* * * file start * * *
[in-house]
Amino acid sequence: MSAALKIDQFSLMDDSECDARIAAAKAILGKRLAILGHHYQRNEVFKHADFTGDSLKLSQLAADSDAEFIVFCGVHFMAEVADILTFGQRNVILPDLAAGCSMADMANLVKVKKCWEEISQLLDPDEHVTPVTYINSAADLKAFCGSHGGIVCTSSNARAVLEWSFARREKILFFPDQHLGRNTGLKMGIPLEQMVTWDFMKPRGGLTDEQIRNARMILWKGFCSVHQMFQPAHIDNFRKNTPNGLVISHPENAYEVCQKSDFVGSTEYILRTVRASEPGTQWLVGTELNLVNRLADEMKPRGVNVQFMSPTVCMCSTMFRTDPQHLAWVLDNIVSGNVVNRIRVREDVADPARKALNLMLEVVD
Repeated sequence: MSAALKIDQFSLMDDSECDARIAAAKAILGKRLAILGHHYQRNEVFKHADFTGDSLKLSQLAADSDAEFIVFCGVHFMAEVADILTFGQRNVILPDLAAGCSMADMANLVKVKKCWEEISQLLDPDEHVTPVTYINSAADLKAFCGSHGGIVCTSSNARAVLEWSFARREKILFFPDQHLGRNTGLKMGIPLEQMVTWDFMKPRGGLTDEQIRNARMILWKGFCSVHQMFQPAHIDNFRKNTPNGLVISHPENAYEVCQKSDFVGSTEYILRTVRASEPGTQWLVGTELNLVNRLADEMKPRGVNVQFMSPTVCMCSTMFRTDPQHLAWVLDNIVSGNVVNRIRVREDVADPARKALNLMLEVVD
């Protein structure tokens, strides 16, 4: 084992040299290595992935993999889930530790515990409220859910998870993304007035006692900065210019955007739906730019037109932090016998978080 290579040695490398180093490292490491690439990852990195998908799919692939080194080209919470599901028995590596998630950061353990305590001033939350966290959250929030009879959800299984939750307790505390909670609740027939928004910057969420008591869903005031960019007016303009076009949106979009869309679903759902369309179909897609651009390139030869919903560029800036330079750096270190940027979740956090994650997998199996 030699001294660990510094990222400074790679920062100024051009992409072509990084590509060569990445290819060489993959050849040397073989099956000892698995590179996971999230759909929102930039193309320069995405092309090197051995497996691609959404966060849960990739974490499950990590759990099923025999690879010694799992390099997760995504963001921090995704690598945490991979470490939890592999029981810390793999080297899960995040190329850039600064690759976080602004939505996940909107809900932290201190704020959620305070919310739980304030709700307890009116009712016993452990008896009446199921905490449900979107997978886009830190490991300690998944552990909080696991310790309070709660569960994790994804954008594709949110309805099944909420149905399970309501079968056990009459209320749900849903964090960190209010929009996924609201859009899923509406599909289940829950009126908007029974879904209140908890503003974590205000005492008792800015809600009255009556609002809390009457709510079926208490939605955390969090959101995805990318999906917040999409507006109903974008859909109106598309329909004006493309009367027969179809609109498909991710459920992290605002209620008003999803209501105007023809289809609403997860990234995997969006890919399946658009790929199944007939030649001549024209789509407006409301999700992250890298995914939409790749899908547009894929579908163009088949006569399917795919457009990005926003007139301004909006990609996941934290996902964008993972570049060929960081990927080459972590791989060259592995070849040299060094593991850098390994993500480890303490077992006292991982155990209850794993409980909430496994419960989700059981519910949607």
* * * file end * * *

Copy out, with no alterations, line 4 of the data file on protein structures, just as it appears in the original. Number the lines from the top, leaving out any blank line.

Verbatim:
């Protein structure tokens, strides 16, 4: 084992040299290595992935993999889930530790515990409220859910998870993304007035006692900065210019955007739906730019037109932090016998978080 290579040695490398180093490292490491690439990852990195998908799919692939080194080209919470599901028995590596998630950061353990305590001033939350966290959250929030009879959800299984939750307790505390909670609740027939928004910057969420008591869903005031960019007016303009076009949106979009869309679903759902369309179909897609651009390139030869919903560029800036330079750096270190940027979740956090994650997998199996 030699001294660990510094990222400074790679920062100024051009992409072509990084590509060569990445290819060489993959050849040397073989099956000892698995590179996971999230759909929102930039193309320069995405092309090197051995497996691609959404966060849960990739974490499950990590759990099923025999690879010694799992390099997760995504963001921090995704690598945490991979470490939890592999029981810390793999080297899960995040190329850039600064690759976080602004939505996940909107809900932290201190704020959620305070919310739980304030709700307890009116009712016993452990008896009446199921905490449900979107997978886009830190490991300690998944552990909080696991310790309070709660569960994790994804954008594709949110309805099944909420149905399970309501079968056990009459209320749900849903964090960190209010929009996924609201859009899923509406599909289940829950009126908007029974879904209140908890503003974590205000005492008792800015809600009255009556609002809390009457709510079926208490939605955390969090959101995805990318999906917040999409507006109903974008859909109106598309329909004006493309009367027969179809609109498909991710459920992290605002209620008003999803209501105007023809289809609403997860990234995997969006890919399946658009790929199944007939030649001549024209789509407006409301999700992250890298995914939409790749899908547009894929579908163009088949006569399917795919457009990005926003007139301004909006990609996941934290996902964008993972570049060929960081990927080459972590791989060259592995070849040299060094593991850098390994993500480890303490077992006292991982155990209850794993409980909430496994419960989700059981519910949607």